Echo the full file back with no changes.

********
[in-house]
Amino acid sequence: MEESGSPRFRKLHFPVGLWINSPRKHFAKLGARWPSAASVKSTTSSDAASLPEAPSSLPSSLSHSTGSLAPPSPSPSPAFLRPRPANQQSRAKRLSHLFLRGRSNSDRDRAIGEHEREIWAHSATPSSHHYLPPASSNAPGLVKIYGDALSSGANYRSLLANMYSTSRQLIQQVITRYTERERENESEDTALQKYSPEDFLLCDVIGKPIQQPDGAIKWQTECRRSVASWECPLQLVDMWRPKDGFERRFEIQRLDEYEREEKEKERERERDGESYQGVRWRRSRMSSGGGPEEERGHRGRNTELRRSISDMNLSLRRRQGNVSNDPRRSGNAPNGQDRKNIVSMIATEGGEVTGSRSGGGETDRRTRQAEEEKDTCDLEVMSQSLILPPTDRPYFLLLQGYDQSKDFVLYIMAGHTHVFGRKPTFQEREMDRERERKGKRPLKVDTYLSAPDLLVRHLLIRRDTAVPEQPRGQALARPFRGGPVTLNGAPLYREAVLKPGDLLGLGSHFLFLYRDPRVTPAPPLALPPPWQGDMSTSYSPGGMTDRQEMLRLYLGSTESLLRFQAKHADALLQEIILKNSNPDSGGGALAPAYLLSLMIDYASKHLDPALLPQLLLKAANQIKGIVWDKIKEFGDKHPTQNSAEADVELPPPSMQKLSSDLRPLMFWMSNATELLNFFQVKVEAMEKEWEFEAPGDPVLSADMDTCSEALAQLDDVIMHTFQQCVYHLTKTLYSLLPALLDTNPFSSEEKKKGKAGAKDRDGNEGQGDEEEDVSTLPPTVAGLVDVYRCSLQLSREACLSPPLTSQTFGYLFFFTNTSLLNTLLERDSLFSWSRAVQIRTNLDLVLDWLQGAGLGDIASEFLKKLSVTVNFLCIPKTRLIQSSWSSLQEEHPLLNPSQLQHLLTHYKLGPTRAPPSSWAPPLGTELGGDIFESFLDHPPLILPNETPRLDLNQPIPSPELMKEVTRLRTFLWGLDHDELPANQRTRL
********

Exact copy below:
[in-house]
Amino acid sequence: MEESGSPRFRKLHFPVGLWINSPRKHFAKLGARWPSAASVKSTTSSDAASLPEAPSSLPSSLSHSTGSLAPPSPSPSPAFLRPRPANQQSRAKRLSHLFLRGRSNSDRDRAIGEHEREIWAHSATPSSHHYLPPASSNAPGLVKIYGDALSSGANYRSLLANMYSTSRQLIQQVITRYTERERENESEDTALQKYSPEDFLLCDVIGKPIQQPDGAIKWQTECRRSVASWECPLQLVDMWRPKDGFERRFEIQRLDEYEREEKEKERERERDGESYQGVRWRRSRMSSGGGPEEERGHRGRNTELRRSISDMNLSLRRRQGNVSNDPRRSGNAPNGQDRKNIVSMIATEGGEVTGSRSGGGETDRRTRQAEEEKDTCDLEVMSQSLILPPTDRPYFLLLQGYDQSKDFVLYIMAGHTHVFGRKPTFQEREMDRERERKGKRPLKVDTYLSAPDLLVRHLLIRRDTAVPEQPRGQALARPFRGGPVTLNGAPLYREAVLKPGDLLGLGSHFLFLYRDPRVTPAPPLALPPPWQGDMSTSYSPGGMTDRQEMLRLYLGSTESLLRFQAKHADALLQEIILKNSNPDSGGGALAPAYLLSLMIDYASKHLDPALLPQLLLKAANQIKGIVWDKIKEFGDKHPTQNSAEADVELPPPSMQKLSSDLRPLMFWMSNATELLNFFQVKVEAMEKEWEFEAPGDPVLSADMDTCSEALAQLDDVIMHTFQQCVYHLTKTLYSLLPALLDTNPFSSEEKKKGKAGAKDRDGNEGQGDEEEDVSTLPPTVAGLVDVYRCSLQLSREACLSPPLTSQTFGYLFFFTNTSLLNTLLERDSLFSWSRAVQIRTNLDLVLDWLQGAGLGDIASEFLKKLSVTVNFLCIPKTRLIQSSWSSLQEEHPLLNPSQLQHLLTHYKLGPTRAPPSSWAPPLGTELGGDIFESFLDHPPLILPNETPRLDLNQPIPSPELMKEVTRLRTFLWGLDHDELPANQRTRL